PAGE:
Costume Designer Stacey Battat notes that "since locations have a life of their own life and our characters either belong there or not, I always work closely with the production designer. At The Stage, part of the reason why Chiles was in that pristine white dress was so that she looked out of place in the dirty, messy dressing-room and club where Beau looks right at home.”

At the Municipal Auditorium in downtown Nashville, which served as the location for the climactic Dallas concert, the filmmakers were given the opportunity to use the set Tim McGraw was preparing for his "Southern Voices” tour. "Before Tim went out on the road,” notes Bomba, "his show was doing technical rehearsals in the Municipal Auditorium and we were fortunate that he allowed us to utilize the stage for our final big performance venue. Considering our budget limitations, we would never have been able to accomplish anything with that scale and production value, so I was thrilled. We did create some distinct things for Kelly's show, noticeably our lighting design was different--Mike (”Moishe”) Moyer, our gaffer, has a theatrical background, so it was wonderful to work with him picking different cues. We used Tim's wall of LEDs as the main backdrop, but created our own graphics for the three songs that Kelly performs, ‘Country Strong,' ‘Shake That Thing' and ‘Coming Home.' " The Municipals Auditorium has an illustrious history; performers who've played there in the past (country as well as rock and soul acts) include Bruce Springsteen, Earth Wind and Fire, Tom Jones, Willie Nelson, Conway Twitty, The Judds,, Reba McIntire, The Jacksons, The Charlie Daniels Band, Elvis Presley, Gregg Allman, Kings of Leon, Teddy Pendergrass, John Denver, Bob Dylan, ZZ Top, Prince, Queen and James Taylor.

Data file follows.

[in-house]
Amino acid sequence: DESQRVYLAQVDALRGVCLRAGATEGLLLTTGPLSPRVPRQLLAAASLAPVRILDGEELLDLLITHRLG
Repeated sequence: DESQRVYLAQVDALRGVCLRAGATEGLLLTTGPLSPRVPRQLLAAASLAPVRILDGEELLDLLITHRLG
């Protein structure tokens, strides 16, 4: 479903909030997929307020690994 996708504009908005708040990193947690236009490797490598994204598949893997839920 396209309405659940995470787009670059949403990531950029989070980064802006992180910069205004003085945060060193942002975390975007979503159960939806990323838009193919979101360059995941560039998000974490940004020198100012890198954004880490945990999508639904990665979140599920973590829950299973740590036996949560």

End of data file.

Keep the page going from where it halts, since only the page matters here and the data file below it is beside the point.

As for Kelly's interrupted performance and grand breakdown during the Houston concert, that was shot on the stage of the [Andrew] Jackson Hall in Nashville's TPAC (Tennessee Performing Arts Center); most of the dressing room scenes were shot at TPAC as well.

But truth be told, there was one aspect of shooting in Nashville in January and February, 2010, that the filmmakers found far from accommodating. Topping relates how "everybody told us that it was so mild here in the winter and we were really thrown for a loop by how snowy and cold and varied it was. We had so many exteriors, it proved to be a nightmare from a continuity standpoint.” The winter was the region's coldest in more than 30 years.

In the end, Feste hopes audiences take away from COUNTRY STRONG the feeling of having seen something emotionally rewarding, a peek at the world of fame and the hard choices people in that world make, with indelible characters and great music. "It's a very personal story for me,” says Feste, who nonetheless feels that her original vision of something indie and small "has become bigger, because I think the themes are universal. If there were two paths in front of me, and one led to making movies that were personal to me, and living that dream, and the other road was having a family and being married and living in a small town, I can't say that would be an easy decision for me. I think those are the themes in this film.”